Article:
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Math Help - 3-d visualization problem

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    Senior Member I-Think's Avatar
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    3-d visualization problem

    A 3-d visualization problem. Thanks for the help

    The centers of the faces of a cube are joined together to form an octahedron. The centrs of all faces of this octahedron are now joined together to form a smaller cube. What is the ratio of an edge of the smaller cube to an edge of the original cube?
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    Quote Originally Posted by I-Think View Post
    A 3-d visualization problem. Thanks for the help

    The centers of the faces of a cube are joined together to form an octahedron. The centrs of all faces of this octahedron are now joined together to form a smaller cube. What is the ratio of an edge of the smaller cube to an edge of the original cube?
    Take the vertices of the cube to be the eight points (\pm1,\pm1,\pm1) (so its edges have length 2). Then the vertices of the octahedron will be the six points (\pm1,0,0), (0,\pm1,0), (0,0,\pm1). Now work out the coordinates of the centres of the faces of the octahedron, and compare them with those of the original cube.

    The point at which you will need to try to visualise the problem is that you need to decide which of the possible triples of vertices of the octahedron form the three vertices of one of the eight triangular faces. The key thing here is that opposite vertices of the octahedron cannot belong to the same face. So for example of one of the vertices of a face is (1,0,0), then that face cannot contain the vertex (1,0,0).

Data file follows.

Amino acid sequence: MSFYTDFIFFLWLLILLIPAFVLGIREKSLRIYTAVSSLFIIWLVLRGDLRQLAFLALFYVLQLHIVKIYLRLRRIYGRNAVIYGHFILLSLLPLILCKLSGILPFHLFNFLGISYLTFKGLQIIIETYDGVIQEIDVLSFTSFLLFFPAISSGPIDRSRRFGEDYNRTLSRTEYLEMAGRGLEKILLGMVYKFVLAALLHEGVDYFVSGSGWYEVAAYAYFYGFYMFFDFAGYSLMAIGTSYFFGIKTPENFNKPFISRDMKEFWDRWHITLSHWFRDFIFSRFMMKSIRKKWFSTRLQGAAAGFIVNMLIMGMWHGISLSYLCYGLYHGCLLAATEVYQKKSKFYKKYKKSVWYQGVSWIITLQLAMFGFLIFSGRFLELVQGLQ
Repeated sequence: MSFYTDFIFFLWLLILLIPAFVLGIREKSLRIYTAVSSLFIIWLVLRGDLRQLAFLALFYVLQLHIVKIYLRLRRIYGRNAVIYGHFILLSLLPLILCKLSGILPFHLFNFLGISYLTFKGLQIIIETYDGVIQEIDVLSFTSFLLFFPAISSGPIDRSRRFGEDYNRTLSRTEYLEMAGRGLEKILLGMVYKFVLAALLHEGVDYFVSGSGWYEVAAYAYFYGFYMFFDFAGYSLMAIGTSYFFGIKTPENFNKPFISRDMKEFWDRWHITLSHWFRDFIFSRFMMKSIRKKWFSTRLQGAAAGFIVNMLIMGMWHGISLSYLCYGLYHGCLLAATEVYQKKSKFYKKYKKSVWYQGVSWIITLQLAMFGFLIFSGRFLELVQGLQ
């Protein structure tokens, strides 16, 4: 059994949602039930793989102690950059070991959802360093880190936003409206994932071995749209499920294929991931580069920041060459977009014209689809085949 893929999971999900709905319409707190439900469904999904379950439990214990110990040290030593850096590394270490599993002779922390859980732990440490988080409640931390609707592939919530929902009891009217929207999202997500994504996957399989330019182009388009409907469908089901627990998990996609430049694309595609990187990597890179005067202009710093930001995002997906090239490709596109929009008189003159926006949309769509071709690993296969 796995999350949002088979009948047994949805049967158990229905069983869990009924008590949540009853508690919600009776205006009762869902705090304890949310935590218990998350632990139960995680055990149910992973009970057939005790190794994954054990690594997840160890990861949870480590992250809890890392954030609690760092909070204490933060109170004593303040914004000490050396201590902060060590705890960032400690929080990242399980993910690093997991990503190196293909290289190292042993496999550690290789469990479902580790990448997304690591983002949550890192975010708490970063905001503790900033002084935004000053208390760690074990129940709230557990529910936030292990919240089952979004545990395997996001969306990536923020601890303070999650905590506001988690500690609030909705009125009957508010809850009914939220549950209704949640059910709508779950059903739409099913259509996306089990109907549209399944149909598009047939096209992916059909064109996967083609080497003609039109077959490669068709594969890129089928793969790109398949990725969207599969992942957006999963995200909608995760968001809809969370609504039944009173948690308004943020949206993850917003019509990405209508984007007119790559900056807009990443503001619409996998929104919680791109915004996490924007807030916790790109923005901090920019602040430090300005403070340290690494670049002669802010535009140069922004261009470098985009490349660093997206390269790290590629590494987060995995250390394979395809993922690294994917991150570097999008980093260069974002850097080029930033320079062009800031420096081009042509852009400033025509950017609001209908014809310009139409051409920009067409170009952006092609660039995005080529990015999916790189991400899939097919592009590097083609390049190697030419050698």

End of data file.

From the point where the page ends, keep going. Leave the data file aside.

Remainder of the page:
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    Quote Originally Posted by I-Think View Post
    A 3-d visualization problem. Thanks for the help

    The centers of the faces of a cube are joined together to form an octahedron. The centrs of all faces of this octahedron are now joined together to form a smaller cube. What is the ratio of an edge of the smaller cube to an edge of the original cube?
    If you look at one of the cube faces straight on you should get the view in the diagram below.

    Now if you accept the fact that the height of the centre of a triangle is a third of the height of that triangle, then it should be easy to see that the side length of the inner cube will be a third of the side length of the outer cube.
    Attached Thumbnails Attached Thumbnails 3-d visualization problem-octahedroncubes.png  
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